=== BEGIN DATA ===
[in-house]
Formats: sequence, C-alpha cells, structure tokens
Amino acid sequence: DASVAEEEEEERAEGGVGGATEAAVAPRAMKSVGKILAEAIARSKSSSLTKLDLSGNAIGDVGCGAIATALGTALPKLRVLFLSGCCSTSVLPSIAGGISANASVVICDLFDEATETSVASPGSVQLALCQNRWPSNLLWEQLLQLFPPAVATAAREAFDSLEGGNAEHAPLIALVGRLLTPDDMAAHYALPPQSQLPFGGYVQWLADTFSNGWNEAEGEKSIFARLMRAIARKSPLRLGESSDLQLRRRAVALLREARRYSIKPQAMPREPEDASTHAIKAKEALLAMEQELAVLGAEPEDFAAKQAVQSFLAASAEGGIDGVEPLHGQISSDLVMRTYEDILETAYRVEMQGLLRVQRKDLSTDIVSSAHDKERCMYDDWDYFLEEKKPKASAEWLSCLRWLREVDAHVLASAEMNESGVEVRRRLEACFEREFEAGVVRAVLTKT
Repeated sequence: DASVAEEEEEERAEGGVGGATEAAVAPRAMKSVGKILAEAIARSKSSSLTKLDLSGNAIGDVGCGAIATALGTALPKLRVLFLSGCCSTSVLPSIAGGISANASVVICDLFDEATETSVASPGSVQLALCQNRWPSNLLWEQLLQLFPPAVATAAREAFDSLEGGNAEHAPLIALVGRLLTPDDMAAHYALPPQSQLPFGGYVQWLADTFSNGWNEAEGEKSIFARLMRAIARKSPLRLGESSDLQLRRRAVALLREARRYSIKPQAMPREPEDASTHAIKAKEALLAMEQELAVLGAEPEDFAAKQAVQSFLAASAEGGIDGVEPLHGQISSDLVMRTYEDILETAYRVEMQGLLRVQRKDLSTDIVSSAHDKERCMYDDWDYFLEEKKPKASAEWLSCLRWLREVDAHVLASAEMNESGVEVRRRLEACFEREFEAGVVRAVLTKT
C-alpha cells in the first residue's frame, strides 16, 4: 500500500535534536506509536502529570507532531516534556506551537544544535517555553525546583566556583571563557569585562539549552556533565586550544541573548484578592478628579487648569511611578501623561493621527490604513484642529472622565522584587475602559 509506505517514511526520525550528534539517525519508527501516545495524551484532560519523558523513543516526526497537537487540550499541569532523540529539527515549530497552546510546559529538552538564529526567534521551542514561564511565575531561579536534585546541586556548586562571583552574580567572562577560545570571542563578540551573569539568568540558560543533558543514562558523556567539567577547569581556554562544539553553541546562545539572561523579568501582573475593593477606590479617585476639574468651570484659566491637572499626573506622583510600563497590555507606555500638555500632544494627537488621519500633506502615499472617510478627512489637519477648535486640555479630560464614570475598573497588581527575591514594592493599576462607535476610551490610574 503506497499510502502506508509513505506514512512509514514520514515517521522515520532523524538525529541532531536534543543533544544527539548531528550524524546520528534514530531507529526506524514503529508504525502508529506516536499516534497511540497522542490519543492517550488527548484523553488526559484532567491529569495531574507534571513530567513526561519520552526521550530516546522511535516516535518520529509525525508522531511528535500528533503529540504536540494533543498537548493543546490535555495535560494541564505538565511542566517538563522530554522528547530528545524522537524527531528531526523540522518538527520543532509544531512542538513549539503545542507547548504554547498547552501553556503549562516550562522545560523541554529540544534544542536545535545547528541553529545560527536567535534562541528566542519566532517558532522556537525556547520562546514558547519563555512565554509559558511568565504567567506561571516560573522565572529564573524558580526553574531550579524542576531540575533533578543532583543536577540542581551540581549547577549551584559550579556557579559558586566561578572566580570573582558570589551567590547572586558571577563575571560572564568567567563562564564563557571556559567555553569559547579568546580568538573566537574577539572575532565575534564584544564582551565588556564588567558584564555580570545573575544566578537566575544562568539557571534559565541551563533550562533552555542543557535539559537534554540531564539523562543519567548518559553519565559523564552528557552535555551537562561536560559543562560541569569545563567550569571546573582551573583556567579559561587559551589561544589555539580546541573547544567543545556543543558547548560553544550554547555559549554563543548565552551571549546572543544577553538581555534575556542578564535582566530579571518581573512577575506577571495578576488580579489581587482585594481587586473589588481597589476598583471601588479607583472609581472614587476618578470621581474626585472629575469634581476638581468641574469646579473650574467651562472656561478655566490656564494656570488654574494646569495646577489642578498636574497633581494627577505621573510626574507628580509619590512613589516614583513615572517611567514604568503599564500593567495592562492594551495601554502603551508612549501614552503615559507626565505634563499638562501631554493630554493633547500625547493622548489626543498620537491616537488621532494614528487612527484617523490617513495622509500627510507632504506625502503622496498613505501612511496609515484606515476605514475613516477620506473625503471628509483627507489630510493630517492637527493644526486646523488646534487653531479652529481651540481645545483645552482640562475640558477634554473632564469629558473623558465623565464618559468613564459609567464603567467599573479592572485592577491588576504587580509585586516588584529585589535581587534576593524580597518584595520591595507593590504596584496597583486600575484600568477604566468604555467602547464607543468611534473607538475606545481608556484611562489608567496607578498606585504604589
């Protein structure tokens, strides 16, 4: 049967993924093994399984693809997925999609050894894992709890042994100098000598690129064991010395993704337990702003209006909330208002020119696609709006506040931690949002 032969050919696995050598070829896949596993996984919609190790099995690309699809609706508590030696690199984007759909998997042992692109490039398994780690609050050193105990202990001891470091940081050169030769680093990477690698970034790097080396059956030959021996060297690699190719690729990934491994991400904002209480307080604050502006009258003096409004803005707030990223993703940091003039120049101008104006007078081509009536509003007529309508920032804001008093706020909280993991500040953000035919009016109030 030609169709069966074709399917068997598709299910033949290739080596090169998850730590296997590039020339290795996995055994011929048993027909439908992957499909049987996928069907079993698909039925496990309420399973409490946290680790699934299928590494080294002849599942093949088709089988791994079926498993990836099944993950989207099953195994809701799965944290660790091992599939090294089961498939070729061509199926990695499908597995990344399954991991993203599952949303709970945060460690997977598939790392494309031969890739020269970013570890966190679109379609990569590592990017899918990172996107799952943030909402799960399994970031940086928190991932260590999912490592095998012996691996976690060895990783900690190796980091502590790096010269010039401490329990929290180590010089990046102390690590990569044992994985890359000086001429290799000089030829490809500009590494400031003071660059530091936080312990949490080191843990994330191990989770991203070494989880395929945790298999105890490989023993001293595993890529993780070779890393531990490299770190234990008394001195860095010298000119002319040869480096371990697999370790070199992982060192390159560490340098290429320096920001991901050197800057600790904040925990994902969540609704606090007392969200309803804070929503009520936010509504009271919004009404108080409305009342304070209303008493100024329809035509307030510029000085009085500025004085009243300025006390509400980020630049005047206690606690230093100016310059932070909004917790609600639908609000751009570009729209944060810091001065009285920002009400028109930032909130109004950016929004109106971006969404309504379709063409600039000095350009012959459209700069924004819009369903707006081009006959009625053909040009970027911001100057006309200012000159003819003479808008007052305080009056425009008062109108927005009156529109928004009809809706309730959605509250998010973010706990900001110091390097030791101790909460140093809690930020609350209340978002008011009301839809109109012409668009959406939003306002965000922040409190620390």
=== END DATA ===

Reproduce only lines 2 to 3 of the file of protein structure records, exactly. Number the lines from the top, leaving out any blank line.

Formats: sequence, C-alpha cells, structure tokens
Amino acid sequence: DASVAEEEEEERAEGGVGGATEAAVAPRAMKSVGKILAEAIARSKSSSLTKLDLSGNAIGDVGCGAIATALGTALPKLRVLFLSGCCSTSVLPSIAGGISANASVVICDLFDEATETSVASPGSVQLALCQNRWPSNLLWEQLLQLFPPAVATAAREAFDSLEGGNAEHAPLIALVGRLLTPDDMAAHYALPPQSQLPFGGYVQWLADTFSNGWNEAEGEKSIFARLMRAIARKSPLRLGESSDLQLRRRAVALLREARRYSIKPQAMPREPEDASTHAIKAKEALLAMEQELAVLGAEPEDFAAKQAVQSFLAASAEGGIDGVEPLHGQISSDLVMRTYEDILETAYRVEMQGLLRVQRKDLSTDIVSSAHDKERCMYDDWDYFLEEKKPKASAEWLSCLRWLREVDAHVLASAEMNESGVEVRRRLEACFEREFEAGVVRAVLTKT